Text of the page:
Nithin Coca: Lessons from Japan's Reforestation

ENSIA:

Feature_JapanForest_inline22.jpg
Nishiawakura’s landscape may look natural, but in fact it’s the result of a large-scale tree-planting initiative. During World War II, huge swaths of forested countryside were cut down to provide energy for Japan’s war efforts, according to Marten. After the war, a booming demand for timber, primarily to aid in reconstruction, resulted in even more forest loss. When the government began reforesting, it did so in a way that prioritized things other than biodiversity, and today the country is paying a steep price both ecologically and financially.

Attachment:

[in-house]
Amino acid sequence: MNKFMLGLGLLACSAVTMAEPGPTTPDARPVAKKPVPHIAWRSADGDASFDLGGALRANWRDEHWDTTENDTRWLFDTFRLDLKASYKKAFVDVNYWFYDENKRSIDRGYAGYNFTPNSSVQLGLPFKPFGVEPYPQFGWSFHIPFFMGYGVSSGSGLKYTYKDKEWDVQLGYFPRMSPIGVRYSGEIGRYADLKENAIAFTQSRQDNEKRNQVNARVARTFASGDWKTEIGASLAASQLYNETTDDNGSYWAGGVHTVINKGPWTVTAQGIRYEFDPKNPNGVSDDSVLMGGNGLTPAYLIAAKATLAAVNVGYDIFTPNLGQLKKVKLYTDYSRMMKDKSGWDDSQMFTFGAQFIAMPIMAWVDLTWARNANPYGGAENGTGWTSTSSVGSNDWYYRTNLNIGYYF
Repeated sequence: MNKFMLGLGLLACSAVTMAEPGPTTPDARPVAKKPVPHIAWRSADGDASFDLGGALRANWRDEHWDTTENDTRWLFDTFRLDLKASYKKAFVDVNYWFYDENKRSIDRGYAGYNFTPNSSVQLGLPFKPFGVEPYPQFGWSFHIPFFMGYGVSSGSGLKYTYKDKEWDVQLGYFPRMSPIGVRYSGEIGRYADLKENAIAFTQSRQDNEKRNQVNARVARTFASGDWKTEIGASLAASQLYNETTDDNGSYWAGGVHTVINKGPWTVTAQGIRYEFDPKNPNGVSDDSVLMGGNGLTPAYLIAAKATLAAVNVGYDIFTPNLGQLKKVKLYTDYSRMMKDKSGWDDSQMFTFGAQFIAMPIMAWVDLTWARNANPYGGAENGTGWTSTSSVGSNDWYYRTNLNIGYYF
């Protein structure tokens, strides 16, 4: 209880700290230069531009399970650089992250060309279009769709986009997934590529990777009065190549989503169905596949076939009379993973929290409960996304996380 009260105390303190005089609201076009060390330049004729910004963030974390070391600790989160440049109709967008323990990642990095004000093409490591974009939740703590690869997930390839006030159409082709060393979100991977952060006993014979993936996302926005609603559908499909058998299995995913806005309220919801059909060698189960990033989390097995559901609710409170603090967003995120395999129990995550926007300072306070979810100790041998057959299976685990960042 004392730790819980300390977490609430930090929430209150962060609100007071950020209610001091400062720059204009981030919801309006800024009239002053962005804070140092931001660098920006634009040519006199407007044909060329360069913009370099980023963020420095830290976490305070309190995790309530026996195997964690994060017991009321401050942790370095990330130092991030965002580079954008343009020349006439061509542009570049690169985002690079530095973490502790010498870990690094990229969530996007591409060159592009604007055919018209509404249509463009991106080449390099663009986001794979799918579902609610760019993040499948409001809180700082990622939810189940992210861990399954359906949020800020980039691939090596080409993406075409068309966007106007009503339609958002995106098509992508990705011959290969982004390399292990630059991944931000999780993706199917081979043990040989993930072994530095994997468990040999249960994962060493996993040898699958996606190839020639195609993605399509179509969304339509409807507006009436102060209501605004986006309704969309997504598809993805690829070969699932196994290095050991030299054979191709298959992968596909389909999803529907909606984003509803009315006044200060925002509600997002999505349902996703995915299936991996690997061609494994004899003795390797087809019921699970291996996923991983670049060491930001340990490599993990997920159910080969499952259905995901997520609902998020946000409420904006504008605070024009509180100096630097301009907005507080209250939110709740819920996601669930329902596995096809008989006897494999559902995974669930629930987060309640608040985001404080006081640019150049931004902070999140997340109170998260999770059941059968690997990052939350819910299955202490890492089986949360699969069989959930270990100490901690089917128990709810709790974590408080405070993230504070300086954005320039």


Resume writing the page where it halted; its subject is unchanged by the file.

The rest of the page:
As momentum grows around the world for reforestation, due in part to the need to sequester carbon, Japan’s experience can inform countries like China, Pakistan and India, which aim to plant millions of trees in the coming years after decades of deforestation due to economic growth, expansion of agriculture and demand for wood as a fuel.